I seem to remember that years ago we told children they could go a community leader for help....not so much now...we don't trust them any more it seems. We also want to believe that every parent is as involved with thier kids as we are with our own...not so much all the time. I have seen parents express their disappointment at being called from work to a school when the child was actually sick, much less for a strip search.

    I think this may have been overkill IF they knew they were looking for ibuprofen. But the school officials may have been responding to a rumor that she had some sort of illegal drug stashed away. This student may have been running with the "wrong crowd" and helped to fuel the situation...we just do not know all the facts that the school officials had to deal with at THAT moment.

    I can bet that if she had been "holding" something illegal or dangerous and had not been strip searched with a result that someone was later injured or killed....the outrage would have been demanding strip searches. It is sometimes a tough line to walk.

    April 21, 2009 at 8:49 am |
  6. Emma

    May I tell you something.
    In lived in the USA from 92-98 and the first time I went to the doctor, I had to undress and they gave me something (to this day, I don't know the name of that thing) to cover my nudity and of course – being French and going topless on the beaches – I did not even know how to put that thing. Free your mind ...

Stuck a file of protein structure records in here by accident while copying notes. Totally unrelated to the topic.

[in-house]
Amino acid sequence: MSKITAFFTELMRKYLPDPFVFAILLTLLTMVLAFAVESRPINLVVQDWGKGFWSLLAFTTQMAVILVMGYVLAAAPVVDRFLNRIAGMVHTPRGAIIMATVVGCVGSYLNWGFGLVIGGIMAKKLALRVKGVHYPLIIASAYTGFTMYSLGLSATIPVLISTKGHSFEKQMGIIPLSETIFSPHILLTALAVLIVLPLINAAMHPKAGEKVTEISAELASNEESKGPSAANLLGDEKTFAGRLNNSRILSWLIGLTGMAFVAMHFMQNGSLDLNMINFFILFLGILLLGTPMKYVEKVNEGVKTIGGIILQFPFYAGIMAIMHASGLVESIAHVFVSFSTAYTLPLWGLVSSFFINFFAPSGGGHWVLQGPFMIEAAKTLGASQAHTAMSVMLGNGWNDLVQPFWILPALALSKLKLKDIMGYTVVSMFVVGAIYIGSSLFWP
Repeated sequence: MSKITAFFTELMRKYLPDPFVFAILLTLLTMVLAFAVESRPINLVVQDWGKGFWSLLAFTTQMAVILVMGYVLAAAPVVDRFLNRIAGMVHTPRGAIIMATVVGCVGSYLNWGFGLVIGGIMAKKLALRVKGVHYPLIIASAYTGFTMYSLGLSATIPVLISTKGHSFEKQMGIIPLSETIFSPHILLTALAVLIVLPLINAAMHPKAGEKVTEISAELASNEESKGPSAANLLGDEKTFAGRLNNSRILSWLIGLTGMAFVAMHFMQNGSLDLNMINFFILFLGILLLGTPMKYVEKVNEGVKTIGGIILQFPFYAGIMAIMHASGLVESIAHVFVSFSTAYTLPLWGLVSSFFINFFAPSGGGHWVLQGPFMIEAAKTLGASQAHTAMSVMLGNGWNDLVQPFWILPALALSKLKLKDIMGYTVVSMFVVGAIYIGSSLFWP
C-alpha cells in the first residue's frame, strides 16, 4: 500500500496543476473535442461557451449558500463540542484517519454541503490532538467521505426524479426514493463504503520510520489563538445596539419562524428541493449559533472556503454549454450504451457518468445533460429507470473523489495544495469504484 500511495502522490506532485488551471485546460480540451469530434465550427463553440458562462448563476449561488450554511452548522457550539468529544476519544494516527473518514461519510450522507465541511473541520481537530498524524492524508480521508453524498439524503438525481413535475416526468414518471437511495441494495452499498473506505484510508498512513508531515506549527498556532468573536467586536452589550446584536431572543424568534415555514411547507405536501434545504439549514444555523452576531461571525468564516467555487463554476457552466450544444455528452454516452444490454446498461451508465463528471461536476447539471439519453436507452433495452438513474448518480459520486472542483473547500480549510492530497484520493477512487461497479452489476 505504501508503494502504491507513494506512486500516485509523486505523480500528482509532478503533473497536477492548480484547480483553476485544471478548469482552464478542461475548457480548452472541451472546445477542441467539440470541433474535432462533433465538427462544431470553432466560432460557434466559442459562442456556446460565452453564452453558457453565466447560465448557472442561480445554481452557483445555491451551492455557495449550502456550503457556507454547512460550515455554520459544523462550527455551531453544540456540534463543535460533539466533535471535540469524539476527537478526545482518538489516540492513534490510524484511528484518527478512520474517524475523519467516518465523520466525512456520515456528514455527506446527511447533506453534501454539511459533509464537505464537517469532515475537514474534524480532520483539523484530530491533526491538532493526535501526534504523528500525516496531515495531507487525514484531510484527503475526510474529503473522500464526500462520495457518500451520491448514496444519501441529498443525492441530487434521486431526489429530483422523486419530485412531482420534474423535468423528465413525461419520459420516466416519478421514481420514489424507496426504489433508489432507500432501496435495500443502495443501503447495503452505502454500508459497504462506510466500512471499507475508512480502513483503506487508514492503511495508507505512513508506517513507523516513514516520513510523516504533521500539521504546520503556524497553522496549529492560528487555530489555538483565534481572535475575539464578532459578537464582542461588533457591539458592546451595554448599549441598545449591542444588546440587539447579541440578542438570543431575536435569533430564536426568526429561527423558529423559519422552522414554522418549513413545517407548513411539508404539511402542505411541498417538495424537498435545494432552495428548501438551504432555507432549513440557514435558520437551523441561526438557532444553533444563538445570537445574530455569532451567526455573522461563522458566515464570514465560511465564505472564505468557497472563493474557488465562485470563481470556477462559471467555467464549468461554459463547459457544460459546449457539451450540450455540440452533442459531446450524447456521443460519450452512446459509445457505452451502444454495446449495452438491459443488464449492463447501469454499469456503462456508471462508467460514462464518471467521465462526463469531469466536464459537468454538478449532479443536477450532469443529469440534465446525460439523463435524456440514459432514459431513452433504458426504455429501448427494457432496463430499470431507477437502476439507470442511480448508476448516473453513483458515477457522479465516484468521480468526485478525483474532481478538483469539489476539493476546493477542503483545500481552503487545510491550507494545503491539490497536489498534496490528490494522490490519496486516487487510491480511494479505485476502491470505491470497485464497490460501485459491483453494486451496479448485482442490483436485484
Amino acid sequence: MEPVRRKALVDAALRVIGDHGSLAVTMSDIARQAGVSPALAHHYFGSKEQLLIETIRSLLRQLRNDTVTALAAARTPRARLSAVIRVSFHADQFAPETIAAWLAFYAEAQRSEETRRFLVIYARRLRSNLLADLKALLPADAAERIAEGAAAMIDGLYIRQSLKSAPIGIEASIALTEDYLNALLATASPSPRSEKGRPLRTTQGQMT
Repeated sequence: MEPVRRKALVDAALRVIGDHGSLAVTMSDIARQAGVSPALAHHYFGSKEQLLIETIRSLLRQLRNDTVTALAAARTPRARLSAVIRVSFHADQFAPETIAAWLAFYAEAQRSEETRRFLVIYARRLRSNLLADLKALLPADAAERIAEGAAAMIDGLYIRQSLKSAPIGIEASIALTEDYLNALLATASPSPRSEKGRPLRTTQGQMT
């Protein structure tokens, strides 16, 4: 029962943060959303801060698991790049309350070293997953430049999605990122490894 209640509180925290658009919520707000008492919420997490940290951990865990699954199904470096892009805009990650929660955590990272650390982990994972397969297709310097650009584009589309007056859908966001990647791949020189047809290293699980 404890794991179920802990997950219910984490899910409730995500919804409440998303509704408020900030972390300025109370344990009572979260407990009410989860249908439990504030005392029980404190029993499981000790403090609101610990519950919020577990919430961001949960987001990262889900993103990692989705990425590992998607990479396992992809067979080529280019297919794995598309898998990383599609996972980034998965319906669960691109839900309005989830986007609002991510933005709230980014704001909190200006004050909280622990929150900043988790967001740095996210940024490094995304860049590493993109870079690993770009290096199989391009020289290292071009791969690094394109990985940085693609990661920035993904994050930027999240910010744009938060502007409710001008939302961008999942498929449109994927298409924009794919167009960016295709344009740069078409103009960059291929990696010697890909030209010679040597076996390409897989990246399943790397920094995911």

April 21, 2009 at 8:30 am |
  7. Cynthia

    As a middle school teacher I know that kids this age are capable of anything. But this incident went too far. A student does not leave his or her rights at the schoolyard gate.

    April 21, 2009 at 7:33 am |
  8. EWilliam

    Strip searching this young girl is wrong...just plain wrong. I can certainly see how she can be traumatized.
    I hope the US Supreme Court agrees and the school official get nailed.
    At the very least FIRED.

    April 21, 2009 at 7:31 am |
  9. AJ

    A lot of people here are asking why she waited so long. What people don't understand is that it takes YEARS to get your case to the Supreme Court. You have to go through so many levels of appeals. I think she and her mother must have followed the lawsuit immediately following the incident, and it's just now getting to the Supreme Court. There are very few cases in which the Supreme Court has original jurisdiction, and this is a case of appellate jurisdiction.

    Anyway, speaking as a high school student, I have to say that the school really overstepped their bounds. They took it way too far. You have to give the school permission to spank your kids (at least in places where spanking is still allowed), but you don't have to give permission for some random staff member (nurse or not) to see your child naked?

    This case is absolutely disgusting, and it highlights an issue that's been around for too long: students don't have enough rights. Period.

    April 21, 2009 at 6:52 am |
  10. Larry

    Our schools are in one of the toughest times in our history. Knives, guns and drugs are just as common as pencils notebooks and backpacks. Our teachers and administrators are slowly being turned into prison guards instead of lights of knowledge and learning. Their job is tough and I don't envy their choice of career. Although I sympathize with the potential dire situation that the administration feared, I cannot ever condone untrained adults performing any type of law enforcement procedure. Strip searches can't even be performed on a criminal caught in the act, without first reading them their Miranda rights!! But when we don't teach our children at home, and our schools are failing to teach them at school, eventually we will all lose our rights and freedoms because we will not know what they are or should be. We live in interesting times.

    April 21, 2009 at 6:44 am |